Apex, NC – Team Attraction Gymnastics (TAG) has only had a home since last summer, but it is quickly building a reputation for excellence. Two gymnasts, Alyssa Tucker and Kenya Watson, reached U.S. Nationals and Southeast Regionals respectively. Read more
Story and photos by Hal Goodtree
Apex, NC – Nothing beats the pleasure of fresh strawberries in May on farms across in the Triangle.
I’ve certainly been eating my share of ‘berries. But driving past DJ’s Berry Patch on Saturday morning, I had to consume the experience with a camera.
This, by the way, is a strawberry flower.
The fields were lush with berries, some completely ripe, others still white and green for future harvest.
I walked away from the parking lot, to the farthest end of the field. The air smelled like strawberries. How do you capture that in a photo?
Springtime, and the picking is easy.
If you have a clever recipe that makes use of fresh strawberries, send it to food@carycitizen,.com.
From the blog of Cary Mayor Harold Weinbrecht, covering the week through November 14, 2010.
This week was another slow week for me as mayor.
Cary and Morrisville
Monday subcommittees of the Morrisville Town Council and the Cary Town Council held their first meeting. This subcommittee adopted the following purpose statement:
“The purpose of the joint Cary-Morrisville subcommittee of the respective town councils is to provide elected officials of the two communities a regular opportunity to openly discuss matters of mutual interest.”
The Cary/Morrisville subcommittee agreed on a web page to hold information about past and future meetings. The subcommittee agreed to meet quarterly unless circumstances call for more or less meetings. The next meeting is scheduled to take place in Morrisville in the month of February. At that meeting the subcommittee will discuss the following topics:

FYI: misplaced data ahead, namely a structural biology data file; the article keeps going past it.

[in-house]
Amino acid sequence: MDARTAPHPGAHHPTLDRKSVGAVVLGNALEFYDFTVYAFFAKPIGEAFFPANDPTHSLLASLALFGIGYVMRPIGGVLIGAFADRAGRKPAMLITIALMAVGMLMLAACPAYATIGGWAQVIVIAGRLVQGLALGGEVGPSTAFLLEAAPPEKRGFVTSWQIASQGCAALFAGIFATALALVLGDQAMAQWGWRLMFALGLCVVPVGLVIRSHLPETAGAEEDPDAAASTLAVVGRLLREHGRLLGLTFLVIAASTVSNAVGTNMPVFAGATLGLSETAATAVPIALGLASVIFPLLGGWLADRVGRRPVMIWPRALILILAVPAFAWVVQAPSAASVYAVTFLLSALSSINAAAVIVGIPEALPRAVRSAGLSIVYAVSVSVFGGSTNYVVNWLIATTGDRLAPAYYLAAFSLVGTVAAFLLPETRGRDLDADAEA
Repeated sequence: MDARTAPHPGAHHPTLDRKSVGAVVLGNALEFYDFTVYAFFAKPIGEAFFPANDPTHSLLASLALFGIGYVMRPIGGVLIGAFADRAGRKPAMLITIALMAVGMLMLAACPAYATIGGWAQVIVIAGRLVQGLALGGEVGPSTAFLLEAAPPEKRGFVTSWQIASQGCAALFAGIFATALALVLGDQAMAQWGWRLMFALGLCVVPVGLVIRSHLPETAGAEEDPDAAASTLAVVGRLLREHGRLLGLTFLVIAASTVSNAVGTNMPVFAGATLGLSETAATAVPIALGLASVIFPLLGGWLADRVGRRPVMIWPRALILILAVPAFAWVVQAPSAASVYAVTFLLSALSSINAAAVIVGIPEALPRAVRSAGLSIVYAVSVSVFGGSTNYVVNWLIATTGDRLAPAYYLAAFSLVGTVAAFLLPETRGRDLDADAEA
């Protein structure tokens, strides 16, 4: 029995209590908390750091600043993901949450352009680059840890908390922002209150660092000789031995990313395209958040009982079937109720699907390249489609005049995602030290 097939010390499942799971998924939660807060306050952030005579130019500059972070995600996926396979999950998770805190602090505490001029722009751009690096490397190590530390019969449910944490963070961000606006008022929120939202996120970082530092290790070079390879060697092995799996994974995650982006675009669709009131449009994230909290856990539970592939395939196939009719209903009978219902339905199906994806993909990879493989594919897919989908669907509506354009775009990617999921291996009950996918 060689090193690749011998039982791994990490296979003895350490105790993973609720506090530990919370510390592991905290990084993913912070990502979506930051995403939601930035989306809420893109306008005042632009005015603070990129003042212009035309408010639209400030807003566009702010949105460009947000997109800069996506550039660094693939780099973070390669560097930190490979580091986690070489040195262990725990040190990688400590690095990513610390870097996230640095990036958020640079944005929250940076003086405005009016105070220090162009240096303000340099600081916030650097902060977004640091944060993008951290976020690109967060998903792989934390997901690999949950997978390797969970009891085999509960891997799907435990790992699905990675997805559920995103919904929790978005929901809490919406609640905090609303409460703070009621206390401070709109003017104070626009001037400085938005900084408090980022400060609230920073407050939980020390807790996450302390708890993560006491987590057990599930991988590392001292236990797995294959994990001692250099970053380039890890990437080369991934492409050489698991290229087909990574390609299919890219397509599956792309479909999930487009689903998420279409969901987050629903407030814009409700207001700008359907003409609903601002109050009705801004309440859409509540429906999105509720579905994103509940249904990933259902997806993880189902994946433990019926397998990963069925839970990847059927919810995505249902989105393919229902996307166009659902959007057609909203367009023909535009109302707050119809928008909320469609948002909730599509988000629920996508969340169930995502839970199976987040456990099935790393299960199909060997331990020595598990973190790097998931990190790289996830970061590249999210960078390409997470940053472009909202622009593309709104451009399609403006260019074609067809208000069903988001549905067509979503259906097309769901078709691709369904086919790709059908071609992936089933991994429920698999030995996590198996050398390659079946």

- Greenway connectivity
- Bus service
- Comparison of development processes
- Information update on the Highway 54 corridor study
At future meetings the subcommittee will discuss the following topics:
- At grade crossing studies
- Hotel/Motel food beverage tax
- Evans Road extension
- Parks and Recreation facilities sharing
- Comparison of legislative authority
On Tuesday I met with the town manager and the Mayor Pro-Tem to discuss ongoing issues. In addition to discussing the Western Wake Wastewater Facility we discussed the potential impacts of hosting elected officials (most recently School Board member Debra Goldman) at town hall.
Wednesday I had a meeting with the Cary/Apex Water Treatment Facility Advisory Committee. This is the group that makes recommendations for water capacity.
Interestingly, this group hasn’t met for several years and only one Apex staff member was present at the last meeting years ago. This committee includes both mayors, both town managers, and several key staff members.
The purpose of the meeting was to consider two issues related to the future expansion of the Apex/Cary water plant which pulls water from Jordan Lake. The first issue was to approve a consultant for the design of the future expansion. That expansion would take Cary’s daily production from 40 MGD (million gallons a day) to 56 MGD. The design will take about 18 months and would be valid for roughly two years afterward. That means we would need to consider expansion construction in at most three and a half years or redo the design.
The second issue of discussion was an inter-local agreement between Apex and Cary to address mutual aid. That is, if the agreement was approved we would help each other with capacity issues. We both agreed to direct our staffs to move in that direction.
It is important to note that Cary has about five years of capacity left. That depends a lot on conservation. The more we conserve, the later the need for expansion, and the later the cost of expansion. Both Apex and Cary councils are scheduled ratify the committee recommendations at their next regularly scheduled council meetings.